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Madagascar Security Concerns
Sources: The Library of Congress Country Studies; CIA World Factbook
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    Since independence Maldives has faced no external threats but has experienced three major internal threats. In May 1980, President Maumoon Abdul Gayoom disclosed details of an abortive coup against his regime. According to Gayoom, former president Ibrahim Nasir, supported by nine British ex-Special Air Services mercenaries, masterminded the plot. Nasir denied this allegation but in April 1981, the authorities sentenced Ahmed Naseem, former deputy minister of fisheries and brother-in-law of Nasir, to life imprisonment for plotting to overthrow Gayoom. Attempts to extradite Nasir from Singapore failed. In July 1990, Gayoom pardoned Nasir in absentia, ostensibly because of his role in the independence struggle. In 1983 Gayoom encountered another unsuccessful coup attempt.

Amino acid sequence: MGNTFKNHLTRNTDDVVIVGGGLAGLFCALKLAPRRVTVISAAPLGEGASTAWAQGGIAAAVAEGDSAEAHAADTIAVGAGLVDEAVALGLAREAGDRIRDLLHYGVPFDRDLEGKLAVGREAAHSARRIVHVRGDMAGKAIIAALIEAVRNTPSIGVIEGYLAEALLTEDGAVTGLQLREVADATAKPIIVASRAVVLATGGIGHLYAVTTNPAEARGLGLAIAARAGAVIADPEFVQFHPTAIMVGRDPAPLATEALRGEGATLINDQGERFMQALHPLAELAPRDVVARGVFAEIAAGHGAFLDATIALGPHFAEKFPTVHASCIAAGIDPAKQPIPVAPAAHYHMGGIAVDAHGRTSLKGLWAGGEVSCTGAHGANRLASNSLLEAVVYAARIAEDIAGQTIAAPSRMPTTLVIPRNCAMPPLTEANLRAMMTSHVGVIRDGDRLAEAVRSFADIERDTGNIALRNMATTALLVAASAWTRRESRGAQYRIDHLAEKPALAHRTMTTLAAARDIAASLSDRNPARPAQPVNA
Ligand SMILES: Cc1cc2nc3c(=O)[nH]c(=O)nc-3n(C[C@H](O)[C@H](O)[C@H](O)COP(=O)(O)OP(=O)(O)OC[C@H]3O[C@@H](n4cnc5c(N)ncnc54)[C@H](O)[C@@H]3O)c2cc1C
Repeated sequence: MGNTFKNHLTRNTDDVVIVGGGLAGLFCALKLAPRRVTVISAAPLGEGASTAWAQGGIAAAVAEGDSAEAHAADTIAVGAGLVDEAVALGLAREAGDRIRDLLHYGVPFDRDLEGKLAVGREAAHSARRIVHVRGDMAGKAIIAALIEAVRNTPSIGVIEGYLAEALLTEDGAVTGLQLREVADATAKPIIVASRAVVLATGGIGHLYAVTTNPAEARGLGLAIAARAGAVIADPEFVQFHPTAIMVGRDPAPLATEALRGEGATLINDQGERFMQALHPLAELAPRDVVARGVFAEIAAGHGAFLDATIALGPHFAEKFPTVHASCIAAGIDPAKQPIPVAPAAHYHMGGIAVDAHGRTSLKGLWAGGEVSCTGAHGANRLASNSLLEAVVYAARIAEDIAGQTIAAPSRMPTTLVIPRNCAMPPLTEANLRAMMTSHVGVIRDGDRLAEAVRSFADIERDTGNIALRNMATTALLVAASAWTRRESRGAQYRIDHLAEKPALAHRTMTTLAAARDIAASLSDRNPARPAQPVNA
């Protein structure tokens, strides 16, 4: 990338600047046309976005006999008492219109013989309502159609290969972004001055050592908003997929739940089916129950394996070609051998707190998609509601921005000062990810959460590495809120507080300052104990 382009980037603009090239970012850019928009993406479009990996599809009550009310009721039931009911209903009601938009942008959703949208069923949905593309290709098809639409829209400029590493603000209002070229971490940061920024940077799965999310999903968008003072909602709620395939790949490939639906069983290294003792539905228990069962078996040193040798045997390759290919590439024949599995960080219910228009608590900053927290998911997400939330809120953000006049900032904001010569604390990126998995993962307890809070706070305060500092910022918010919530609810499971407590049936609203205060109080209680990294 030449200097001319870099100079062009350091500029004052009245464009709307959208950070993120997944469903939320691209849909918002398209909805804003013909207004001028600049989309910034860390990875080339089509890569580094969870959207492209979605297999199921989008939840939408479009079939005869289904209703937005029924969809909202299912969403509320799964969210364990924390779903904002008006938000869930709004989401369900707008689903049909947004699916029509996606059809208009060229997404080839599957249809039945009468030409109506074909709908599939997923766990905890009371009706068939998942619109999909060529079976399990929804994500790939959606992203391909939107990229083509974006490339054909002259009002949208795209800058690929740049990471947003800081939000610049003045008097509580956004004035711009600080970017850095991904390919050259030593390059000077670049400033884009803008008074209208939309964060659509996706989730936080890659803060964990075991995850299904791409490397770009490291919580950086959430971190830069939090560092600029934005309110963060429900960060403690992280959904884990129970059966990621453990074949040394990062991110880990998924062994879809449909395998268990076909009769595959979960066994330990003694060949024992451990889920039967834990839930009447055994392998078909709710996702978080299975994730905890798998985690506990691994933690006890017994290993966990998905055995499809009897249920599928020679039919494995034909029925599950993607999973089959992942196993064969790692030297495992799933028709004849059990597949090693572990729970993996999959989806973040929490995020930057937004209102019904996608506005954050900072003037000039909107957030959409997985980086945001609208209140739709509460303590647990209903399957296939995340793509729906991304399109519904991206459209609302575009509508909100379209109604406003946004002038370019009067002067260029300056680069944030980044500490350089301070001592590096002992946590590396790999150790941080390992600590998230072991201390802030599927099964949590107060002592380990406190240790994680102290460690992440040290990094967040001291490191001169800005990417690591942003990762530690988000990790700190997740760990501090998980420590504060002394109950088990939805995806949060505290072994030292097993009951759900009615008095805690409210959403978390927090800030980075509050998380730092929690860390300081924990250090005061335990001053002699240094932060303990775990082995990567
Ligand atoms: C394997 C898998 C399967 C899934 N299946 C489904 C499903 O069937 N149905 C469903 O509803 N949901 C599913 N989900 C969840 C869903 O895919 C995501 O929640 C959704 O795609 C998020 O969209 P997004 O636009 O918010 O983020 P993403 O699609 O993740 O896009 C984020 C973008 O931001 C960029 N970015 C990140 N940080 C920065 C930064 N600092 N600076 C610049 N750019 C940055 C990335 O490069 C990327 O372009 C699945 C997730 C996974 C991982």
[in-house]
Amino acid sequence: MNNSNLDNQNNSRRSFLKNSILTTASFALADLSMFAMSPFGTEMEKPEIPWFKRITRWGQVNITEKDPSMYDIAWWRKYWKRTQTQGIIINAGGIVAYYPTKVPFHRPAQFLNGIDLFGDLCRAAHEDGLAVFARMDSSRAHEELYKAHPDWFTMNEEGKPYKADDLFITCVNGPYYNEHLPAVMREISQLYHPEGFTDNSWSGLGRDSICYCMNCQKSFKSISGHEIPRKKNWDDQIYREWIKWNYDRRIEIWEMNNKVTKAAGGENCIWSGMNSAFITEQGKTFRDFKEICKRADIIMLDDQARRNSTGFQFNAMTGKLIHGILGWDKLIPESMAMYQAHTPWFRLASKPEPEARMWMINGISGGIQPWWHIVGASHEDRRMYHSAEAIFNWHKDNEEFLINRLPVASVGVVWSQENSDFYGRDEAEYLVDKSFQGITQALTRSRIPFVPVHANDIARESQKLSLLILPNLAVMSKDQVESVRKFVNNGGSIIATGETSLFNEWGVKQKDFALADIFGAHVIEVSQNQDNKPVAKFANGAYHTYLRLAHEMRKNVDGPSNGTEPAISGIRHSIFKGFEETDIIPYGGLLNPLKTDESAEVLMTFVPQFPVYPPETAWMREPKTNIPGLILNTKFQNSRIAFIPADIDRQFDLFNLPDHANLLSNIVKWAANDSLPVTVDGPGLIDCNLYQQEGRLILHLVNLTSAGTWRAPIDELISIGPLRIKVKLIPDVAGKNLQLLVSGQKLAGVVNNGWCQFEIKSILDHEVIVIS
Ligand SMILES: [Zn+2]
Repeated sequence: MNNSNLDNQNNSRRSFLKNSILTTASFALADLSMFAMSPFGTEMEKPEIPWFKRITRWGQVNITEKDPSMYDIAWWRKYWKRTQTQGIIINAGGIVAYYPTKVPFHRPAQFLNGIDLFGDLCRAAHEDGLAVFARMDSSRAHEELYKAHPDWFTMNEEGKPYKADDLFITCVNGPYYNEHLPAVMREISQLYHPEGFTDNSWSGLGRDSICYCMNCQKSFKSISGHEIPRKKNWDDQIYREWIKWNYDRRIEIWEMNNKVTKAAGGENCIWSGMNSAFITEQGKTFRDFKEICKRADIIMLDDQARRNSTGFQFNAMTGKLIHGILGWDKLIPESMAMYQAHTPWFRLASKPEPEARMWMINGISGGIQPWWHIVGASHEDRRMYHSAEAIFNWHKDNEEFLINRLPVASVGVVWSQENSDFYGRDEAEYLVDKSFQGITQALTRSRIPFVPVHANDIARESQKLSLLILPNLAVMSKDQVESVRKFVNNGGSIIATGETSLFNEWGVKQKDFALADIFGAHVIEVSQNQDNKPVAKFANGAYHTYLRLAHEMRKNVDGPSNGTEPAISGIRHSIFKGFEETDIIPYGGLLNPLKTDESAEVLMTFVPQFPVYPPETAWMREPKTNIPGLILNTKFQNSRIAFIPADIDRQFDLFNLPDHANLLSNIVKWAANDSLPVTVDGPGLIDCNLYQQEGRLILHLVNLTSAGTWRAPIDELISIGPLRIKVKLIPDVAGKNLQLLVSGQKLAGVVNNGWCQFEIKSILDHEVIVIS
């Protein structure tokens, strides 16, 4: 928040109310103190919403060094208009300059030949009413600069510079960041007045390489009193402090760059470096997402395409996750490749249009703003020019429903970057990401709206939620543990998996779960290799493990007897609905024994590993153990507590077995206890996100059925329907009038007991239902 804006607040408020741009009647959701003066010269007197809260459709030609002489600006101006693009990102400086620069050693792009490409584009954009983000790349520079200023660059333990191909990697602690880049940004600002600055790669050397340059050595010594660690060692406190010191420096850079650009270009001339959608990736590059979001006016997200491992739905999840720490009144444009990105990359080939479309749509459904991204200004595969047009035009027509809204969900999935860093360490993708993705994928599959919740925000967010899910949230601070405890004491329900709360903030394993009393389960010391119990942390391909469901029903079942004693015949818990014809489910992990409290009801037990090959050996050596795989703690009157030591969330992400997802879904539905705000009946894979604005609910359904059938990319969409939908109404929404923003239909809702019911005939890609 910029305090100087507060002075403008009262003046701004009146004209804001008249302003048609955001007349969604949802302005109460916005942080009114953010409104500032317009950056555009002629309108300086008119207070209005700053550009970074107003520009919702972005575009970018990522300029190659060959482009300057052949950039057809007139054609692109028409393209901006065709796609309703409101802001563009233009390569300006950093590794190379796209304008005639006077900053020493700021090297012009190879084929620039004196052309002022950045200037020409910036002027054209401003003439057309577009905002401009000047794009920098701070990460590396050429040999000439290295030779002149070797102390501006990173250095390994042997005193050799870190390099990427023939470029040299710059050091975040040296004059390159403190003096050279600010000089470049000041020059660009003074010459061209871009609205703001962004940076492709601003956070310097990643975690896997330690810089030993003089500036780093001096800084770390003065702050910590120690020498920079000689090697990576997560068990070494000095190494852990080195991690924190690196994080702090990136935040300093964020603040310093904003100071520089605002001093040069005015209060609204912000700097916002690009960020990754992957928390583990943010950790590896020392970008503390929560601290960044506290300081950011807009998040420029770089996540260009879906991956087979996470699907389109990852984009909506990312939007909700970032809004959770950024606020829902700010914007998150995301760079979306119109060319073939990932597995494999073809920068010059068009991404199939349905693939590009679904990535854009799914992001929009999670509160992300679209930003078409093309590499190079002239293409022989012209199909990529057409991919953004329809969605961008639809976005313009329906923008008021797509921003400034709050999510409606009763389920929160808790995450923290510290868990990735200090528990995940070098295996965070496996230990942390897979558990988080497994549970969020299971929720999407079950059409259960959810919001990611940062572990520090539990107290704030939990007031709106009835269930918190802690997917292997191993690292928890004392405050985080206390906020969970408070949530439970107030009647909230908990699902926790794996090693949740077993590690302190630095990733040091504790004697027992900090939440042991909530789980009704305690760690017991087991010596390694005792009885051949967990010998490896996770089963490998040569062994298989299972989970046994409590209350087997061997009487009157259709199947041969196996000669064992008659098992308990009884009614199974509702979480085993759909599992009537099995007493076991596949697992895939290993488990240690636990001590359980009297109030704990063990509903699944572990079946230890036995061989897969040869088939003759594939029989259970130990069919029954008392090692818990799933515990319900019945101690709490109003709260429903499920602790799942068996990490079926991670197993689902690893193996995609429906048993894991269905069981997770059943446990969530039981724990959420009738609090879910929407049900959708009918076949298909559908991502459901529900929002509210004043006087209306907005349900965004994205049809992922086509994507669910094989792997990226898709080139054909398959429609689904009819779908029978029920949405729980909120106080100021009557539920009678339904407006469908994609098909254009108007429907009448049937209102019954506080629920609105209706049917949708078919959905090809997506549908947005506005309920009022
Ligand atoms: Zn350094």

The most serious challenge to Gayoom occurred in November 1988, when former Maldivian businessmen Abdullah Luthufi led a seaborne mercenary force of about 150 Sri Lankan Tamil separatists who invaded Maldives and attempted to seize key government installations. Gayoom asked the Indian government for assistance and Bombay deployed a 1,600-member contingent to Maldives. This unit quickly suppressed the coup attempt and restored order. In September 1989, Gayoom commuted to life imprisonment the death sentences imposed on twelve Sri Lankans and four Maldivians who participated in the coup attempt. A few weeks later, India withdrew its remaining 160 troops from the Maldives. By the early 1990s, internal security had improved, largely because Gayoom had embarked on a democratization program.

    Data as of August 1994

    NOTE: The information regarding Madagascar on this page is re-published from The Library of Congress Country Studies and the CIA World Factbook. No claims are made regarding the accuracy of Madagascar Security Concerns information contained here. All suggestions for corrections of any errors about Madagascar Security Concerns should be addressed to the Library of Congress and the CIA.

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Revised 10-Nov-04
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